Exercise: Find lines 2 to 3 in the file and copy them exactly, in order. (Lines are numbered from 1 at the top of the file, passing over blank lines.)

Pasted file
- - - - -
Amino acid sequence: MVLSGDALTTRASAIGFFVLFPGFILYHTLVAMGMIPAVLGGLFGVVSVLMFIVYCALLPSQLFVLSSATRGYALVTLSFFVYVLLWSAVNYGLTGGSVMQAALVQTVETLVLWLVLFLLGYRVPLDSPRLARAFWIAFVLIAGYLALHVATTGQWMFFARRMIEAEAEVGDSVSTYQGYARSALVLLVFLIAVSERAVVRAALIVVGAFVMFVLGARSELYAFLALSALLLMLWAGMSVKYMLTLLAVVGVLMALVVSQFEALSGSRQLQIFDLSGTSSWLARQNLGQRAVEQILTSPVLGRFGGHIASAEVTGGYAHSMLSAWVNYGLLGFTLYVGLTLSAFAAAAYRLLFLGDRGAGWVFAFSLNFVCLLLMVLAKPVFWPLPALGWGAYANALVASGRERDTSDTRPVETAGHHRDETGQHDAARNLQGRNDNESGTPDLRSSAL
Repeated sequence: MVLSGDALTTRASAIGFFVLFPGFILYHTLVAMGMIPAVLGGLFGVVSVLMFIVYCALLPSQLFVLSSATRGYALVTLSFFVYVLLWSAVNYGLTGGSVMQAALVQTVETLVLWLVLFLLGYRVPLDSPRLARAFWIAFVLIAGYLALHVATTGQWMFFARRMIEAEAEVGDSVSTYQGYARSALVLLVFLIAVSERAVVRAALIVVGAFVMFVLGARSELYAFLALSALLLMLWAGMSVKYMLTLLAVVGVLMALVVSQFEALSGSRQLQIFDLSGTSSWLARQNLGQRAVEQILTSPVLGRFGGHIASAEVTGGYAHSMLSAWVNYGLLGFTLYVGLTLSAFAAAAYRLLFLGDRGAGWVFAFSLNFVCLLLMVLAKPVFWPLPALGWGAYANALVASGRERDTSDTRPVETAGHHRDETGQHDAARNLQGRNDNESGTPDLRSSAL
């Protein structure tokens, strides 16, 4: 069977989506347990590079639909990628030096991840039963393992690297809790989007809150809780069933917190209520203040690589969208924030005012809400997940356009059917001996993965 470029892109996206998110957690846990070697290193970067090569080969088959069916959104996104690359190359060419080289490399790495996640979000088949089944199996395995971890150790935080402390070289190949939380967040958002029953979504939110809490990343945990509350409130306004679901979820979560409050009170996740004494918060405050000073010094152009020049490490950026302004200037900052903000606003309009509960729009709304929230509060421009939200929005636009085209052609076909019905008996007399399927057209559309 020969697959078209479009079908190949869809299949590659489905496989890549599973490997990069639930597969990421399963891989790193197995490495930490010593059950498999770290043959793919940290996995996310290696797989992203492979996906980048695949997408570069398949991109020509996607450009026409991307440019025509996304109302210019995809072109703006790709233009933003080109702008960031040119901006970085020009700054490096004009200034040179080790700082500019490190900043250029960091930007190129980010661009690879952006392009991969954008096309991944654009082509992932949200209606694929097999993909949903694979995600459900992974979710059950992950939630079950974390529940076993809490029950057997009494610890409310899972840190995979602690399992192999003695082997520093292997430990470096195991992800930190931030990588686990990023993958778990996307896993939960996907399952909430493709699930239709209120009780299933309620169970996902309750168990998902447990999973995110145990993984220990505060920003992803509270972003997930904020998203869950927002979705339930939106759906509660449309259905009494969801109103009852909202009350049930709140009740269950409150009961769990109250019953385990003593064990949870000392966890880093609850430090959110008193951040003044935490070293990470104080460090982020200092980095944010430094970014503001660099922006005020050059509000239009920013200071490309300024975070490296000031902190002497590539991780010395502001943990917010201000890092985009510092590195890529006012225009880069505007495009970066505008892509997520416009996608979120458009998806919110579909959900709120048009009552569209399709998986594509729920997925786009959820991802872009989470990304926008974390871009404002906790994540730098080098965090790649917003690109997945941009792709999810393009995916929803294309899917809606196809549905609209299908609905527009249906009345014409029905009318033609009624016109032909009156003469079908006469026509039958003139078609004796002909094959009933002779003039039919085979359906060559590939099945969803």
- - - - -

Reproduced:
Repeated sequence: MVLSGDALTTRASAIGFFVLFPGFILYHTLVAMGMIPAVLGGLFGVVSVLMFIVYCALLPSQLFVLSSATRGYALVTLSFFVYVLLWSAVNYGLTGGSVMQAALVQTVETLVLWLVLFLLGYRVPLDSPRLARAFWIAFVLIAGYLALHVATTGQWMFFARRMIEAEAEVGDSVSTYQGYARSALVLLVFLIAVSERAVVRAALIVVGAFVMFVLGARSELYAFLALSALLLMLWAGMSVKYMLTLLAVVGVLMALVVSQFEALSGSRQLQIFDLSGTSSWLARQNLGQRAVEQILTSPVLGRFGGHIASAEVTGGYAHSMLSAWVNYGLLGFTLYVGLTLSAFAAAAYRLLFLGDRGAGWVFAFSLNFVCLLLMVLAKPVFWPLPALGWGAYANALVASGRERDTSDTRPVETAGHHRDETGQHDAARNLQGRNDNESGTPDLRSSAL
């Protein structure tokens, strides 16, 4: 069977989506347990590079639909990628030096991840039963393992690297809790989007809150809780069933917190209520203040690589969208924030005012809400997940356009059917001996993965 470029892109996206998110957690846990070697290193970067090569080969088959069916959104996104690359190359060419080289490399790495996640979000088949089944199996395995971890150790935080402390070289190949939380967040958002029953979504939110809490990343945990509350409130306004679901979820979560409050009170996740004494918060405050000073010094152009020049490490950026302004200037900052903000606003309009509960729009709304929230509060421009939200929005636009085209052609076909019905008996007399399927057209559309 020969697959078209479009079908190949869809299949590659489905496989890549599973490997990069639930597969990421399963891989790193197995490495930490010593059950498999770290043959793919940290996995996310290696797989992203492979996906980048695949997408570069398949991109020509996607450009026409991307440019025509996304109302210019995809072109703006790709233009933003080109702008960031040119901006970085020009700054490096004009200034040179080790700082500019490190900043250029960091930007190129980010661009690879952006392009991969954008096309991944654009082509992932949200209606694929097999993909949903694979995600459900992974979710059950992950939630079950974390529940076993809490029950057997009494610890409310899972840190995979602690399992192999003695082997520093292997430990470096195991992800930190931030990588686990990023993958778990996307896993939960996907399952909430493709699930239709209120009780299933309620169970996902309750168990998902447990999973995110145990993984220990505060920003992803509270972003997930904020998203869950927002979705339930939106759906509660449309259905009494969801109103009852909202009350049930709140009740269950409150009961769990109250019953385990003593064990949870000392966890880093609850430090959110008193951040003044935490070293990470104080460090982020200092980095944010430094970014503001660099922006005020050059509000239009920013200071490309300024975070490296000031902190002497590539991780010395502001943990917010201000890092985009510092590195890529006012225009880069505007495009970066505008892509997520416009996608979120458009998806919110579909959900709120048009009552569209399709998986594509729920997925786009959820991802872009989470990304926008974390871009404002906790994540730098080098965090790649917003690109997945941009792709999810393009995916929803294309899917809606196809549905609209299908609905527009249906009345014409029905009318033609009624016109032909009156003469079908006469026509039958003139078609004796002909094959009933002779003039039919085979359906060559590939099945969803």